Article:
In fact, 6 out of 10 finance executives (60%) give their sales organizations a grade of C (“average”) or lower in terms of their understanding of their companies’ profitability drivers. (See Figure 2, below.) They rate their marketing functions just as low, with 62% of respondents assigning them a grade of C or lower.
Interestingly, only about two-thirds of respondents (69%) believe that their corporate leadership has either a good or a deep understanding of profitability drivers. For some companies, the need for education may well extend into the C-suite.
Finance executives see themselves as one of the best resources for that kind of education. Respondents rate their own finance functions the highest, with 45% saying they have a deep understanding of their company’s profitability drivers and 40% saying they have a good understanding.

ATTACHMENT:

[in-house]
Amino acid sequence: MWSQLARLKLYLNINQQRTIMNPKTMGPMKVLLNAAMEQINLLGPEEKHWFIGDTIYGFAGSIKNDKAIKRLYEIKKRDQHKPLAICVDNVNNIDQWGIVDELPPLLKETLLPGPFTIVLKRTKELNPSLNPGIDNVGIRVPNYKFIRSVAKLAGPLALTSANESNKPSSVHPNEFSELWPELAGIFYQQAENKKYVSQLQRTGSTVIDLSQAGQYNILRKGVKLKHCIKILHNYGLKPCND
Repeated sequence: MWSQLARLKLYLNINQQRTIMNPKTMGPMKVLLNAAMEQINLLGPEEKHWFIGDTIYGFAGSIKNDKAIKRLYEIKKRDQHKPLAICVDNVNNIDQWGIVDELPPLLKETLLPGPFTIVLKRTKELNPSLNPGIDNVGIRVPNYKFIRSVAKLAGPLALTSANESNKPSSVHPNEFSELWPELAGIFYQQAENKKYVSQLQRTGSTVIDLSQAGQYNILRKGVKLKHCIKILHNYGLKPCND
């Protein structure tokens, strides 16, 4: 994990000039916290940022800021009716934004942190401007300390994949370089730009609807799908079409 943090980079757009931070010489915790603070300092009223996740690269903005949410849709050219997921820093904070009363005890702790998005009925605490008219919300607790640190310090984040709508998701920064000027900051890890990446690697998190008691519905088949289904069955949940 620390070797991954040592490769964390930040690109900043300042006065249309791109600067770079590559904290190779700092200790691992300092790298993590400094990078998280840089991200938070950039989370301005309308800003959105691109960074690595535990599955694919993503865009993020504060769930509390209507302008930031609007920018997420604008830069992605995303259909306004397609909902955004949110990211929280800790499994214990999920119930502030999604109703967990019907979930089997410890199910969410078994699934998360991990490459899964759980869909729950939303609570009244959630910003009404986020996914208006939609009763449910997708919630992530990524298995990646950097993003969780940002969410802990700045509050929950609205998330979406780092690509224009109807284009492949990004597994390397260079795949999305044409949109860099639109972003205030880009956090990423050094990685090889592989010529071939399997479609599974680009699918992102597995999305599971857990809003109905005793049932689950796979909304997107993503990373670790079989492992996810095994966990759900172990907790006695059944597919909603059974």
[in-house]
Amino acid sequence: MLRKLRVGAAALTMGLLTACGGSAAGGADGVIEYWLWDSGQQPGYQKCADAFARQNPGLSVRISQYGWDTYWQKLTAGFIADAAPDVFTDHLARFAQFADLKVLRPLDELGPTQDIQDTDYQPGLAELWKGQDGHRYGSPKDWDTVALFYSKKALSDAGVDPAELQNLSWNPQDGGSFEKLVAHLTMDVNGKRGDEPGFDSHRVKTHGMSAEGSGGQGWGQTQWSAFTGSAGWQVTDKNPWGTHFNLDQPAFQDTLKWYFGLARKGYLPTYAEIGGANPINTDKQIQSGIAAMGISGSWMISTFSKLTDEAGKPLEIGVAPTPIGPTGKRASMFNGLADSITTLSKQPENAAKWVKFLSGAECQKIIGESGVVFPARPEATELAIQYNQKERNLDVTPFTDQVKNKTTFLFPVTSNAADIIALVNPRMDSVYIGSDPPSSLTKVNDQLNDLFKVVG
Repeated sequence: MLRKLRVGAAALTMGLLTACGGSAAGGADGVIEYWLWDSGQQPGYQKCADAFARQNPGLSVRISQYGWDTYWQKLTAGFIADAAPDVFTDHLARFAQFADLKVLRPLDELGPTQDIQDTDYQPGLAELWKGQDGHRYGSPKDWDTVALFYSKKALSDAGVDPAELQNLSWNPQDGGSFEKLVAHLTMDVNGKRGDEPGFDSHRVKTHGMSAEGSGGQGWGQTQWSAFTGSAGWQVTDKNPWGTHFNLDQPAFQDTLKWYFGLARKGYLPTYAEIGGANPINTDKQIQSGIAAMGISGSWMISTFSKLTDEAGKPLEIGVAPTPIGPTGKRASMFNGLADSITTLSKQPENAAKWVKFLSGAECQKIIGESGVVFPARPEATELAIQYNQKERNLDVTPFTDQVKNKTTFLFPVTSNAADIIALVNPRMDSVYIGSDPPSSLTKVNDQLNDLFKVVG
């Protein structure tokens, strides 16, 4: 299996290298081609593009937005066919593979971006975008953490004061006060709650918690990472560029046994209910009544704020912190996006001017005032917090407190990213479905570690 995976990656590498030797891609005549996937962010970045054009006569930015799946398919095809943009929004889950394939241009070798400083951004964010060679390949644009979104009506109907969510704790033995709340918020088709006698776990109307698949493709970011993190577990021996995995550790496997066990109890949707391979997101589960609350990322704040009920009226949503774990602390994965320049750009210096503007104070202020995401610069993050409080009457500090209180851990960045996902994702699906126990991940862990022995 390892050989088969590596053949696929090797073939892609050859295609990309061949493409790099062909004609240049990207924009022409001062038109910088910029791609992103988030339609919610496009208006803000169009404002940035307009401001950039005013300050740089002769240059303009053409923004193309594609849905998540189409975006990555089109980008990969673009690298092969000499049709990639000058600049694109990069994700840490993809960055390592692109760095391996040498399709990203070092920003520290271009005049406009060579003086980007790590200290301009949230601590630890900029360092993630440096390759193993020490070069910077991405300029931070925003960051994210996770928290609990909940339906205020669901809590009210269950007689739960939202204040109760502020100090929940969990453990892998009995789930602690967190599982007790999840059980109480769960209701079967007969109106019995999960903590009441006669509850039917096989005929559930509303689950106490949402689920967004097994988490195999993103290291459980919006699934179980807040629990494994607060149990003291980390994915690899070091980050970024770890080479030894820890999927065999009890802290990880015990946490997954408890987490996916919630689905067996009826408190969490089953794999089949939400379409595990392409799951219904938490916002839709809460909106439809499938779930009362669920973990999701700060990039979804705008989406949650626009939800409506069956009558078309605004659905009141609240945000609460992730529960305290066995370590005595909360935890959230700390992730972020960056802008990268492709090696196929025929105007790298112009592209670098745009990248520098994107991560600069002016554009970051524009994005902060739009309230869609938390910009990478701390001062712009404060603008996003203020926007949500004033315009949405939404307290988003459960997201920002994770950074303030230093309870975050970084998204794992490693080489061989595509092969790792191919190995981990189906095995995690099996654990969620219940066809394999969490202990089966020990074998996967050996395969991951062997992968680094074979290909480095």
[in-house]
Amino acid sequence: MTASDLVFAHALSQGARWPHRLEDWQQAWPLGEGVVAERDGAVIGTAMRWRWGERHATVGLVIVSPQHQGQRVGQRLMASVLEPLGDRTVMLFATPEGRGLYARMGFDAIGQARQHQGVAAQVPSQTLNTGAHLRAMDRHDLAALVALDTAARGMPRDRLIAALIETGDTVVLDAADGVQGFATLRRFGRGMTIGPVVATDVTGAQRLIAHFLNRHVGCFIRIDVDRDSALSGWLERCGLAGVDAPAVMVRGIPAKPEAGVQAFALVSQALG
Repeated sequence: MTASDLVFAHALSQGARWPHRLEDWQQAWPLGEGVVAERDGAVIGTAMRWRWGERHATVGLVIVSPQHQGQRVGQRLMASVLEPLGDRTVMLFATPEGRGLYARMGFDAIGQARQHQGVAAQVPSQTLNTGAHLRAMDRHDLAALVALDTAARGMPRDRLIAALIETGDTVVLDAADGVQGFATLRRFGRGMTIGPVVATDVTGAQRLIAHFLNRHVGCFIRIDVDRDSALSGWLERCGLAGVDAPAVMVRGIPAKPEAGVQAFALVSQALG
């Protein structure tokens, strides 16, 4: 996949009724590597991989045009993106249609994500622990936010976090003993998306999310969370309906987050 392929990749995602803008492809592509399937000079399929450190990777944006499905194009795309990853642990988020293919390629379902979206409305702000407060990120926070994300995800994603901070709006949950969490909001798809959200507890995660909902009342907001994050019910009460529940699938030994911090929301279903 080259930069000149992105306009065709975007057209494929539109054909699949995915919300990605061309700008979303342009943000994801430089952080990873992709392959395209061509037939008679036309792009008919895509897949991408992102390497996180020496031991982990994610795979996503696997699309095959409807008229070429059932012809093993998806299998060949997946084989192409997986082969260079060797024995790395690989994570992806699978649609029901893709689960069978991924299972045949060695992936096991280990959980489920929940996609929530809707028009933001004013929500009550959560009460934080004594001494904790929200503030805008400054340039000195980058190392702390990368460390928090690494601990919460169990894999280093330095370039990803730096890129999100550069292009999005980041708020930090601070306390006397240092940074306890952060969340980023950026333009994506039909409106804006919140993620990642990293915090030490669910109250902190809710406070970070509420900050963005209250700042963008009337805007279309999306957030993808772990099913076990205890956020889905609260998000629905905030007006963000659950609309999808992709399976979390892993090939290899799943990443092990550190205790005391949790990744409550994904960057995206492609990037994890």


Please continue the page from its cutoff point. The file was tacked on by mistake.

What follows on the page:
Given their confidence in their own understanding of profitability, finance executives feel some responsibility for working with their sales organizations to provide them with the information and tools they need to make decisions that support profitability goals. In fact, in our survey, a stronger working relationship between finance and sales is associated with companies that have been more successful in making profitability improvements.
So, in answer to our opening question, everyone in an organization is responsible for profitability. But finance will remain at the center of margin management across the enterprise, using new tools, capabilities, and technology to lead the way.